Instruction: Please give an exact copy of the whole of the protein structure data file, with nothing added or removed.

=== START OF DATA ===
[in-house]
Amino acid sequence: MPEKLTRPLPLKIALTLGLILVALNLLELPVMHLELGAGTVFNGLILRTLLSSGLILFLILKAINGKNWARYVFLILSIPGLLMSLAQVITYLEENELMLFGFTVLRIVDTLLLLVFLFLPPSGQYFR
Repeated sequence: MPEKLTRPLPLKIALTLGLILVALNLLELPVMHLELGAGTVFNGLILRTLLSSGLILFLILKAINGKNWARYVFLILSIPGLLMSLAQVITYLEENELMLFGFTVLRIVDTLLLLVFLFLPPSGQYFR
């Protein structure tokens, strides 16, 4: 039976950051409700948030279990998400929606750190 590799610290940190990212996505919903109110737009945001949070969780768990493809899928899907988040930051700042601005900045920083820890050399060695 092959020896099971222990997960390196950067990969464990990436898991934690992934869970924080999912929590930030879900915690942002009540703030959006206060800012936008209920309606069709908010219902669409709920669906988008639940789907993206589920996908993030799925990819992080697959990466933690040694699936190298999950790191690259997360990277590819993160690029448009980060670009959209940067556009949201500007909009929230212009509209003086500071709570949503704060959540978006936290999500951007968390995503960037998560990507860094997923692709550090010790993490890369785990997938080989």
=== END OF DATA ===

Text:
[in-house]
Amino acid sequence: MPEKLTRPLPLKIALTLGLILVALNLLELPVMHLELGAGTVFNGLILRTLLSSGLILFLILKAINGKNWARYVFLILSIPGLLMSLAQVITYLEENELMLFGFTVLRIVDTLLLLVFLFLPPSGQYFR
Repeated sequence: MPEKLTRPLPLKIALTLGLILVALNLLELPVMHLELGAGTVFNGLILRTLLSSGLILFLILKAINGKNWARYVFLILSIPGLLMSLAQVITYLEENELMLFGFTVLRIVDTLLLLVFLFLPPSGQYFR
């Protein structure tokens, strides 16, 4: 039976950051409700948030279990998400929606750190 590799610290940190990212996505919903109110737009945001949070969780768990493809899928899907988040930051700042601005900045920083820890050399060695 092959020896099971222990997960390196950067990969464990990436898991934690992934869970924080999912929590930030879900915690942002009540703030959006206060800012936008209920309606069709908010219902669409709920669906988008639940789907993206589920996908993030799925990819992080697959990466933690040694699936190298999950790191690259997360990277590819993160690029448009980060670009959209940067556009949201500007909009929230212009509209003086500071709570949503704060959540978006936290999500951007968390995503960037998560990507860094997923692709550090010790993490890369785990997938080989």